“Alright, sweetheart. Take it easy,” Rose said, craning her head to see farther into the house.

“Gnnh … “ The grunt was painful. Her breathing was labored, and Rose heard the wheeze and rattle that once again reminded Rose of her Gran. The other woman sank to the floor, stretching out her legs and letting her arms fall to her side. She looked like an abandoned marionette.

Luisa surfacing probably wasn’t a surprise, given that they were sitting in her home. It had to be calling to her, Rose thought. When you’re in a place that’s yours, you feel more like yourself even if you’re not really there — Rose shook her head to stop that train of thought. Best just to accept whoever appeared, whoever talked to her, she decided.

They truly were alone, Rose realized as the coughing fit brought no one into the foyer. “Here, use this,” she said, pulling off the ragged kerchief she’d kept on her head and handing it to the other woman to wipe her mouth.

Sangre.” Filomena said, looking at the kerchief after she used it, and startling Rose with the rapidity of her reappearance. “That’s not good.”

Rose looked and saw the blood. “No.” There didn’t seem to be anything else she could say.

“Your friend, the one who’s a doctor — does he understand the brain?”

Oh, if Jack was here, he’d have so many jokes to hand. “Better‘n anyone I know.”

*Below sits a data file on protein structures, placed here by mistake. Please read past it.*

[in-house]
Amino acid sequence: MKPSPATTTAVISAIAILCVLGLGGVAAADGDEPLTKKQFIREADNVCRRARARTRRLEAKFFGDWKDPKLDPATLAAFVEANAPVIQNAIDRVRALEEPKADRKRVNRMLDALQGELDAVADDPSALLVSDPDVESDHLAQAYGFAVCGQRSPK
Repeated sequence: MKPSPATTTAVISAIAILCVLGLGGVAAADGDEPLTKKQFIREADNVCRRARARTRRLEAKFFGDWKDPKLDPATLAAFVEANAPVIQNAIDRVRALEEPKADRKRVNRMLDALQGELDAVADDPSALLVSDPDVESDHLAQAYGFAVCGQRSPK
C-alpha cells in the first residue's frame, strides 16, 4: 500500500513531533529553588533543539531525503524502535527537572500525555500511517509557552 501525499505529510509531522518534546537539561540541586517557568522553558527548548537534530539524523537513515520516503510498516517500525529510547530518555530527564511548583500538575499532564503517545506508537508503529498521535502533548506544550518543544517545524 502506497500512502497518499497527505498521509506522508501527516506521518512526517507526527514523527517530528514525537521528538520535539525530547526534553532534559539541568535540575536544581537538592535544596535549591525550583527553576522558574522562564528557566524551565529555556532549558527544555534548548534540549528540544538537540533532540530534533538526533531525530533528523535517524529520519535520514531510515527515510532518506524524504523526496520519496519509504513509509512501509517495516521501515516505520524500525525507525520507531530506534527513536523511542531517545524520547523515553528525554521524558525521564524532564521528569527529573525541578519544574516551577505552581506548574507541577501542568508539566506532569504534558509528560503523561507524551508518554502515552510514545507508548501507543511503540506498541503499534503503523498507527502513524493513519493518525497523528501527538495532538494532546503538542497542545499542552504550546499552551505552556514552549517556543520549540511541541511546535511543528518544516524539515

“That’s good. Maybe he can save us. Me.”

Maybe, Rose thought. Maybe you. Not her. But I’m sure as hell going to try to get him to save you. The two of them sat silent for the next few minutes, until Rose decided that she couldn’t stand sitting on the floor in a dusty parlour hall anymore. She had to get Filomena somewhere she could lay down. And, she realized with resignation, some place she could collapse as well. She was knackered.

“Is there a place you and  I can rest?”

“I can’t use the stairs,” the other woman said. “Not right now. But there’s a little room off the kitchen, there’s a day bed there.”

“Then let’s go.”

Rose didn’t mind having to share the sagging day bed in the cubby-room just off the unpleasantly garbage-strewn kitchen with Filomena. It was chilly in the house, as if it had been abandoned for a long time, so combining their body warmth was welcome, even though Rose felt guilty about benefiting from Filomena’s fever.

“I’m sorry,” the other woman whispered as she settled in.

“For what?” Rose couldn’t tell who was talking.

“I don’t know. For being sick, for …”

“Don’t be sorry. Wasn’t your fault, was it? It was the man who did it to you, to both of you. Blame Inverno. We’ll make him pay, I promise.” Rose didn’t mind the blood thirsty imagery that popped into her head as she said that. She hugged Filomena gently.